I’ve always believed you can tell a lot about a person by what they read (or what they don’t)–perhaps this is why, when I come into someone’s house or apartment for the first time, I will often poke around their bookshelves a bit if given the opportunity because it makes me feel like I have an edge when it comes to getting to know them better.
On my bookshelves (not my husband’s–we have our own separate shelves), you might be a little bit more hard-pressed than with some people’s book collections to find out my definitive tastes. You see, I’ve looked at a LOT of bookshelves in my time since it’s one of my favorite places to kind of, well, snoop around. I’ve noticed that with many people, their book tastes can be nailed down to a few different styles. Take my husband’s shelves, for example–you take one look at his bookshelves, and you know immediately that he is a hardcore fan of anything fantasy, with a healthy mix of science fiction (especially dystopian novels) thrown in to keep things interesting. Or one of my close friend’s shelves—she’s a serious sucker for a good self-help read, especially anything to do with marriage, parenting, or fulfilling her own potential, and you’ll be hard-pressed to find an open fiction novel around anywhere.
Having looked at a lot of people’s personal book collections, I’ve started to create somewhat of a theory. While this theory is far from including everyone, I have generally found that people usually fall into one of two camps when it comes to books they prefer to keep around:
In the first camp, you’ll find the avid readers who clearly find reading to be more of an escape or a relaxation of sorts. You know this, because not only do they usually own MORE books, but they usually own mostly FICTIONAL books (or maybe some non-fiction books that have a compelling storyline, such as memoirs). In this camp, the readers’ goal tends to fall more towards pleasure and entertainment than it does toward education. (My husband clearly falls into this category.)
In the second camp, you’ll find readers who think that reading is important largely because it’s how they gain new information and become more knowledgeable in some certain subject. If these people are going to spend time reading (especially considering how busy they are), then that time better produce payoffs, dangit. On these bookshelves, you will most likely find a good and varied smattering of non-fiction, which could include anything from cookbooks to books on gardening to religious materials. My friend with the self-help collection would clearly fall into this category.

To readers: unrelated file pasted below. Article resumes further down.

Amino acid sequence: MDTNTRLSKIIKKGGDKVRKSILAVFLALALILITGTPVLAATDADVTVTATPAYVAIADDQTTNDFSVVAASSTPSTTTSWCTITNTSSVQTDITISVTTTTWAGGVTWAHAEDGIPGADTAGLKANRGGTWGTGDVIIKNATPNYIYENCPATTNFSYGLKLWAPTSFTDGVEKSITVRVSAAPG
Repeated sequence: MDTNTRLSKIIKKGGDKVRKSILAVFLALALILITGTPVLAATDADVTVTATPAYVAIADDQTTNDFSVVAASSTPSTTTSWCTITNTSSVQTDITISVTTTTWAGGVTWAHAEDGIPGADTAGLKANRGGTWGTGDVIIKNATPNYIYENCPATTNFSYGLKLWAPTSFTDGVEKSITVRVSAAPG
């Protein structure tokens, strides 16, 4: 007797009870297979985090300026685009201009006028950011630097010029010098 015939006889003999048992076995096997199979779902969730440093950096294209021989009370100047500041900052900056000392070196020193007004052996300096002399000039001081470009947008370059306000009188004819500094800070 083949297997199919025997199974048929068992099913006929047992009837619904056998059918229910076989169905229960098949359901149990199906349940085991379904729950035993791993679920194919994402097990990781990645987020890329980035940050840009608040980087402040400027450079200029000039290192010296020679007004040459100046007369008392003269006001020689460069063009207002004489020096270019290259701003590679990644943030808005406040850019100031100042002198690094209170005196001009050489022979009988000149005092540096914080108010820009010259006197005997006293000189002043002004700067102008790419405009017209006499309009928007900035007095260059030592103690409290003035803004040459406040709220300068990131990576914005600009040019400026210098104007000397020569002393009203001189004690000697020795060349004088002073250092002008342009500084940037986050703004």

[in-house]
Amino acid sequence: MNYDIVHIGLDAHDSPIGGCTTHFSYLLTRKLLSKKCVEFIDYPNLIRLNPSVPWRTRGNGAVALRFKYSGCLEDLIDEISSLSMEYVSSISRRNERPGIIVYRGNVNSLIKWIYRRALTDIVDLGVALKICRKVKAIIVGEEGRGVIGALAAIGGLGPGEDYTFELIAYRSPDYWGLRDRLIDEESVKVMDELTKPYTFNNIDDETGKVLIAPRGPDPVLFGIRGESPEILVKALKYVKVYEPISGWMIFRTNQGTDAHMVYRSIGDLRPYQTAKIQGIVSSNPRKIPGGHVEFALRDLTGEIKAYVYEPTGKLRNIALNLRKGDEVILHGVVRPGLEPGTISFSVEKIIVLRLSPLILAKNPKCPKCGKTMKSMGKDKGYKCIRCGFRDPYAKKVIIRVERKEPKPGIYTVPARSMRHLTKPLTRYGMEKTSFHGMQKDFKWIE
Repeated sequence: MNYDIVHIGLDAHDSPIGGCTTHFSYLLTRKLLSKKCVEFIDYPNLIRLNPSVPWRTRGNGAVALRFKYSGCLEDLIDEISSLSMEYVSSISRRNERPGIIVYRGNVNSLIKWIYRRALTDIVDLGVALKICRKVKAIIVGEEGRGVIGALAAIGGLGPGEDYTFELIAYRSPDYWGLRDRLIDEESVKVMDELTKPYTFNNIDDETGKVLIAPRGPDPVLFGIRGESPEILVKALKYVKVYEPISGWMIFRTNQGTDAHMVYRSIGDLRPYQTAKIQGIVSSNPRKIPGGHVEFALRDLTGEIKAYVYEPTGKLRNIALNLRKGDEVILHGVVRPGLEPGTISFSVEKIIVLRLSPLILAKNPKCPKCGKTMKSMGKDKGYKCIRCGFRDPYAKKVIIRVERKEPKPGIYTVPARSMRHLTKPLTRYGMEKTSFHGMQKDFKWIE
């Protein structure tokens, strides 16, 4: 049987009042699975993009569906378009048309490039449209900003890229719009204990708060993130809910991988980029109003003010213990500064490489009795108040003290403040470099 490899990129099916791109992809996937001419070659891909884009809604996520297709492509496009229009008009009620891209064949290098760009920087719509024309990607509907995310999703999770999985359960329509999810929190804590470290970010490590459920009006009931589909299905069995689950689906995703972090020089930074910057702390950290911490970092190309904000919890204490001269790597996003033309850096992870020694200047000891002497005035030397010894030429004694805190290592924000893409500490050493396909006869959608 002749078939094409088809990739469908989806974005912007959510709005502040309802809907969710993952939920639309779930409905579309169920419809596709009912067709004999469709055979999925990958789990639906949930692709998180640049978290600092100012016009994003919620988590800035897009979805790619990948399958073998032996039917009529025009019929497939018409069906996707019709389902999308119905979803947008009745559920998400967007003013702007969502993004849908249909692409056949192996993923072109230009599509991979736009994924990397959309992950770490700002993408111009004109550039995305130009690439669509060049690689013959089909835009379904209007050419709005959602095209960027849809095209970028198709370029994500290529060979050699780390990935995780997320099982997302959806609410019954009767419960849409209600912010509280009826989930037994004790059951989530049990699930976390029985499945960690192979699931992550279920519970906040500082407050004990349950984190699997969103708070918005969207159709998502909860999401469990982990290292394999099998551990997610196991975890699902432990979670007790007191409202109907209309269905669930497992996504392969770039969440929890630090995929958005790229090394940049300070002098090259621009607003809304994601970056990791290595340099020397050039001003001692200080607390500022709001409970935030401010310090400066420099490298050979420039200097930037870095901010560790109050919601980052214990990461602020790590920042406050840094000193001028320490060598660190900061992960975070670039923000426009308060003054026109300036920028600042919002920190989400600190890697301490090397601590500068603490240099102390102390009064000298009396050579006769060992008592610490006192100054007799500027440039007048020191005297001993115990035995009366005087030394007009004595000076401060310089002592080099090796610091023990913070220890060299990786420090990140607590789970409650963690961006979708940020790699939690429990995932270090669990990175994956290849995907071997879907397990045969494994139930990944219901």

And there are definite benefits to both kinds of reading, of course—non-fiction reads clearly extend your knowledge database, help you to stay current on certain trends, and help you to delve into the inner workings of your own personality and mind. Reading non-fiction tends to produce a much more metacognitive (thinking about how you think and process and deal with information in daily life) effect than fiction does, and I think most people could benefit from a little more self-reflection in general. Plus, one huge bonus of reading non-fiction is that it has a longer mental shelf life—what I mean by that is that you can start a non-fiction book, read a chapter, and then pick it up again 9 months later and not be totally lost. Since there aren’t any characters or plot lines to keep track of, you are free to pick and choose what you want to read, in what order, and when.
On the other hand, reading a good fiction novel produces a state of relaxation that is extremely difficult to get from a non-fiction read. I once read of a study that says that it’s much better to read fiction rather than non-fiction right before bed because following a good story produces a much more calming and relaxing effect than does having to process a lot of informational text. Additionally, our brains are hardwired to process information through narratives, and although we may think we’re only paying attention to the story on the surface, our brains are, in reality, processing all sorts of deeper meanings through the telling of that story, such as character motivations, cause-and-effect relationships, and comparisons to our own life or the lives of others we know. Plus, they’re just plain entertaining, which makes them more immediately satisfying than a non-fiction read.
When I look at my own reading habits, it’s tempting for me to try and put myself into both camps because if you look at my shelves, I have a pretty hefty collection of both types of books. And lately, since I seem to be favoring non-fiction more and more, I’d almost convinced myself that I belong more in the second camp than the first, especially since the fiction books I do read are often a means to an end—being able to cross off yet another book on one of my many recommended reading lists.
But then I looked again, and I realized that most of my non-fiction books still follow some kind of narrative (or narratives), whether it be the true story of someone’s quest to be healthy (such as Healthy Me by A. J. Jacobs) or the moral tales found in books like The Seven Habits of Highly Effective People.
And, in the end, I had to admit to myself that for me, one of the main drives that keeps me reading is that it does keep me relaxed and connected with the larger human family through the telling of our collective stories. So, even though I would be a bit of a “tricky case” for a bookshelf snoop, I think I’d have to put myself in the “We Read Mostly Fiction and Are Proud of It” club.
What camp do you fall in?